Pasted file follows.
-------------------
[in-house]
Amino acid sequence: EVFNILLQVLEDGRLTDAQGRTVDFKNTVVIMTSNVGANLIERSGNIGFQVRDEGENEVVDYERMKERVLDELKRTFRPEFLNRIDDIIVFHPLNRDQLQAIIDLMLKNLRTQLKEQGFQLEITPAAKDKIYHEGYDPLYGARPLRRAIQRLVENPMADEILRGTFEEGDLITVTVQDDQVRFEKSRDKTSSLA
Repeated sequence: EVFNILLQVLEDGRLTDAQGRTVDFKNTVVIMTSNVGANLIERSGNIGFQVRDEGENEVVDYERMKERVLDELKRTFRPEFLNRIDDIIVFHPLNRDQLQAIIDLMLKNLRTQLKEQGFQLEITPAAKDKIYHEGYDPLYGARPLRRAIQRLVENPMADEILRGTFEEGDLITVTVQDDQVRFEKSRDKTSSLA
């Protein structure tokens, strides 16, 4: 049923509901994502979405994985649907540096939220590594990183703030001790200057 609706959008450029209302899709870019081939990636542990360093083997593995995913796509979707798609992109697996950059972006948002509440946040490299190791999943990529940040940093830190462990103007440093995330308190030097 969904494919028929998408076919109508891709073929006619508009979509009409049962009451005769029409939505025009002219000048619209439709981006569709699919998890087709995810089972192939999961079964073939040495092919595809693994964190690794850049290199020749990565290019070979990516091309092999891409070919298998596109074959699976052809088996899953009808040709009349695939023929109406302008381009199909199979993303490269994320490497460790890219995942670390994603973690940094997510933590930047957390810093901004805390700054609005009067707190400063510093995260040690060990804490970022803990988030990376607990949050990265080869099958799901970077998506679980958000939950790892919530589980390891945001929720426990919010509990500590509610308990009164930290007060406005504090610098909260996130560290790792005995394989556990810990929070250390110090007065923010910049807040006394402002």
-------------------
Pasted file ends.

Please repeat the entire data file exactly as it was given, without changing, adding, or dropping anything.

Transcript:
[in-house]
Amino acid sequence: EVFNILLQVLEDGRLTDAQGRTVDFKNTVVIMTSNVGANLIERSGNIGFQVRDEGENEVVDYERMKERVLDELKRTFRPEFLNRIDDIIVFHPLNRDQLQAIIDLMLKNLRTQLKEQGFQLEITPAAKDKIYHEGYDPLYGARPLRRAIQRLVENPMADEILRGTFEEGDLITVTVQDDQVRFEKSRDKTSSLA
Repeated sequence: EVFNILLQVLEDGRLTDAQGRTVDFKNTVVIMTSNVGANLIERSGNIGFQVRDEGENEVVDYERMKERVLDELKRTFRPEFLNRIDDIIVFHPLNRDQLQAIIDLMLKNLRTQLKEQGFQLEITPAAKDKIYHEGYDPLYGARPLRRAIQRLVENPMADEILRGTFEEGDLITVTVQDDQVRFEKSRDKTSSLA
């Protein structure tokens, strides 16, 4: 049923509901994502979405994985649907540096939220590594990183703030001790200057 609706959008450029209302899709870019081939990636542990360093083997593995995913796509979707798609992109697996950059972006948002509440946040490299190791999943990529940040940093830190462990103007440093995330308190030097 969904494919028929998408076919109508891709073929006619508009979509009409049962009451005769029409939505025009002219000048619209439709981006569709699919998890087709995810089972192939999961079964073939040495092919595809693994964190690794850049290199020749990565290019070979990516091309092999891409070919298998596109074959699976052809088996899953009808040709009349695939023929109406302008381009199909199979993303490269994320490497460790890219995942670390994603973690940094997510933590930047957390810093901004805390700054609005009067707190400063510093995260040690060990804490970022803990988030990376607990949050990265080869099958799901970077998506679980958000939950790892919530589980390891945001929720426990919010509990500590509610308990009164930290007060406005504090610098909260996130560290790792005995394989556990810990929070250390110090007065923010910049807040006394402002």